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Moving System Databases


Moving System Databases

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Joshua M Perry
Joshua M Perry
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That has nothing to do with what appears to be a new question:

If you are moving system databases (master, msdb, model, tempdb), you would change the location of master by changing the startup parameters, bringing down the instance, and moving the master.mdf and master.ldf files.

In SQL Server 2005, how would you move the location of the msdb database?


You use the following procedure to move the location of the msdb database:

http://technet.microsoft.com/en-us/library/ms345408.aspx

You're also wrong about having to move mssqlsystemresource to the same location as master, even though that's what it says in books online it's not true. SQL Server 2005 runs just fine with those databases in different locations, even on different physical drives. I know this for sure because I currently run master mdf on the E drivem aster ldf on the F drive, and mssqlsystemresource is still on C. Moving mssqlsystemresource can actually cause SQL Server 2005 to not start.

Joshua Perry
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Adam Bean
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Joshua Perry (3/21/2008)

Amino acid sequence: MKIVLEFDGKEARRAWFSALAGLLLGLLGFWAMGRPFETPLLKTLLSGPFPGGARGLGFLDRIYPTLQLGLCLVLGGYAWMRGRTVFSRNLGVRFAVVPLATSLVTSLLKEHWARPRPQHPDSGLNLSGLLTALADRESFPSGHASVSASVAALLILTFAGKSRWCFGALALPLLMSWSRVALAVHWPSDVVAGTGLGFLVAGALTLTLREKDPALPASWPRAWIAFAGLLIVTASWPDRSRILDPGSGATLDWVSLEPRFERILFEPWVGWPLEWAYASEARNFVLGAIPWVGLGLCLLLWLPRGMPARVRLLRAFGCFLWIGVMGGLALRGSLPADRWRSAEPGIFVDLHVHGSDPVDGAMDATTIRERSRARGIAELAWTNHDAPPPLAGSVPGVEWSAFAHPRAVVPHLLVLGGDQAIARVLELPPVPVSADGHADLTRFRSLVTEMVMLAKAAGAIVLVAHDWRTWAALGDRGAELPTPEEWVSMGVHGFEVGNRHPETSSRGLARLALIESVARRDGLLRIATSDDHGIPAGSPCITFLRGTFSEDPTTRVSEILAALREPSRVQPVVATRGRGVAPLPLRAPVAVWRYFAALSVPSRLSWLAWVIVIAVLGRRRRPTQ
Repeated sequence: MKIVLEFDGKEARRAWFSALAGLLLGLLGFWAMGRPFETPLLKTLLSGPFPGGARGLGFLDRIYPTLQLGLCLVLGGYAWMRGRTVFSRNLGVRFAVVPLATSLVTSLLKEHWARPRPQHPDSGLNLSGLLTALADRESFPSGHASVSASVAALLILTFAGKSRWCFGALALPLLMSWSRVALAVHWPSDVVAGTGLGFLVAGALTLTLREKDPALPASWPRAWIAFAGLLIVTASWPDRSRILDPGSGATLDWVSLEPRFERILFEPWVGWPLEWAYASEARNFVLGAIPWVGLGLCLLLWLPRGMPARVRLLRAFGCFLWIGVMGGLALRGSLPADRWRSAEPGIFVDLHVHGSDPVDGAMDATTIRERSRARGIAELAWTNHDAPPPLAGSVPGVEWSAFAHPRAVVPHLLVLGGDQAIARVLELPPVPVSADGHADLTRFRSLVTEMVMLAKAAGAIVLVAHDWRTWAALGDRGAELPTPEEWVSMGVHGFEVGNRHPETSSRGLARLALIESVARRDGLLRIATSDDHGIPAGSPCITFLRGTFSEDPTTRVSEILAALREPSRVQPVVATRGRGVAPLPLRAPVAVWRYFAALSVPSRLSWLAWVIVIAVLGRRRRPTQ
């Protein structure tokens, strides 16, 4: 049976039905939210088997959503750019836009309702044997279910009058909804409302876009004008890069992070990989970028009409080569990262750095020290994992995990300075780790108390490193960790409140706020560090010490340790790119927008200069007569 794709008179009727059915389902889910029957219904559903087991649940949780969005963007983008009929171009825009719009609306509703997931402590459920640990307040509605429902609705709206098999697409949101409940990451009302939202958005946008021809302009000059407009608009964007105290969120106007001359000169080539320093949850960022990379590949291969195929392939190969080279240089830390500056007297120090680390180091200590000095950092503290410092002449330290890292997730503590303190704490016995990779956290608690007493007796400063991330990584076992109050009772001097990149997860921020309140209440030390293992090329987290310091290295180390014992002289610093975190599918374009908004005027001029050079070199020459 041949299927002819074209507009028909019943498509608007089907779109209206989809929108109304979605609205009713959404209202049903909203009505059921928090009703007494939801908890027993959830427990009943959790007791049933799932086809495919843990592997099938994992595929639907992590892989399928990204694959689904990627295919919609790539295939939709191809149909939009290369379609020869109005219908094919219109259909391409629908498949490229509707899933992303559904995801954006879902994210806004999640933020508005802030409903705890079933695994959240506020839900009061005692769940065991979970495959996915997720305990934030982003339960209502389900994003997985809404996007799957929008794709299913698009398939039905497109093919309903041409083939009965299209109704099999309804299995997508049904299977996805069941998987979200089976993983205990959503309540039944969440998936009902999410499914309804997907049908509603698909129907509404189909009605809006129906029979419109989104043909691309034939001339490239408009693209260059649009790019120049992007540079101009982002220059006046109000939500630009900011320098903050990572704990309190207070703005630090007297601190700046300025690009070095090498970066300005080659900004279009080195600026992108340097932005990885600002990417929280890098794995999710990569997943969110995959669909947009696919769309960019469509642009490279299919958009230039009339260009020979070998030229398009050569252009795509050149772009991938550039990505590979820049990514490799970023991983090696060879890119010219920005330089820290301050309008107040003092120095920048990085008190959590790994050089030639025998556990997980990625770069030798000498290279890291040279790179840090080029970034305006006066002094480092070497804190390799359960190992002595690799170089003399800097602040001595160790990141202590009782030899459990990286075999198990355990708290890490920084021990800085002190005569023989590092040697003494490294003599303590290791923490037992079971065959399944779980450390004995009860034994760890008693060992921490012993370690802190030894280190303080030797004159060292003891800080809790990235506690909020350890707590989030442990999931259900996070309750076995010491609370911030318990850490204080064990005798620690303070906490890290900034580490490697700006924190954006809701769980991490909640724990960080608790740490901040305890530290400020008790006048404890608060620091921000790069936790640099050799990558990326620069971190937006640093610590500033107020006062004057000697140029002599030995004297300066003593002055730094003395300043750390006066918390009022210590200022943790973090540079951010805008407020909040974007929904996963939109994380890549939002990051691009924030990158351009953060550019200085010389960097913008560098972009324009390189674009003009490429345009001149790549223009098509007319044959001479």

That has nothing to do with what appears to be a new question:

If you are moving system databases (master, msdb, model, tempdb), you would change the location of master by changing the startup parameters, bringing down the instance, and moving the master.mdf and master.ldf files.

In SQL Server 2005, how would you move the location of the msdb database?


You use the following procedure to move the location of the msdb database:

http://technet.microsoft.com/en-us/library/ms345408.aspx


Ah, re-read the earlier posts ... as stated, the question didn't make any sense. We were referring to as what the next step would be.

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Adam Bean
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Joshua Perry (3/21/2008)

Also, setting trace flag 3608 at startup and running in single user mode are the same thing, so two of the answers are identical.


Not entirely true. Trace flag 3608 prevents SQL Server from recovering any database except the master database. Single user mode is exactly that, only one connection allowed.